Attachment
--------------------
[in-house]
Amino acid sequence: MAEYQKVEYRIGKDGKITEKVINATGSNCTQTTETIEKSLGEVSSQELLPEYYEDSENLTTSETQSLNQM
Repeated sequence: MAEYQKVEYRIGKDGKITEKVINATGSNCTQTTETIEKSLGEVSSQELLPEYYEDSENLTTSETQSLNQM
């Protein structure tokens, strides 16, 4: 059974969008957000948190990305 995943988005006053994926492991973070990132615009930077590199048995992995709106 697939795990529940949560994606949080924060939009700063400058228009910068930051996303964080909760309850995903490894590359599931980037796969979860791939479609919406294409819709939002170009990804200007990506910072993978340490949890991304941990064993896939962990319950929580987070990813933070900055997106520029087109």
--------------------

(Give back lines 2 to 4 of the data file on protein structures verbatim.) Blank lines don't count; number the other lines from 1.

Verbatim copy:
Amino acid sequence: MAEYQKVEYRIGKDGKITEKVINATGSNCTQTTETIEKSLGEVSSQELLPEYYEDSENLTTSETQSLNQM
Repeated sequence: MAEYQKVEYRIGKDGKITEKVINATGSNCTQTTETIEKSLGEVSSQELLPEYYEDSENLTTSETQSLNQM
């Protein structure tokens, strides 16, 4: 059974969008957000948190990305 995943988005006053994926492991973070990132615009930077590199048995992995709106 697939795990529940949560994606949080924060939009700063400058228009910068930051996303964080909760309850995903490894590359599931980037796969979860791939479609919406294409819709939002170009990804200007990506910072993978340490949890991304941990064993896939962990319950929580987070990813933070900055997106520029087109």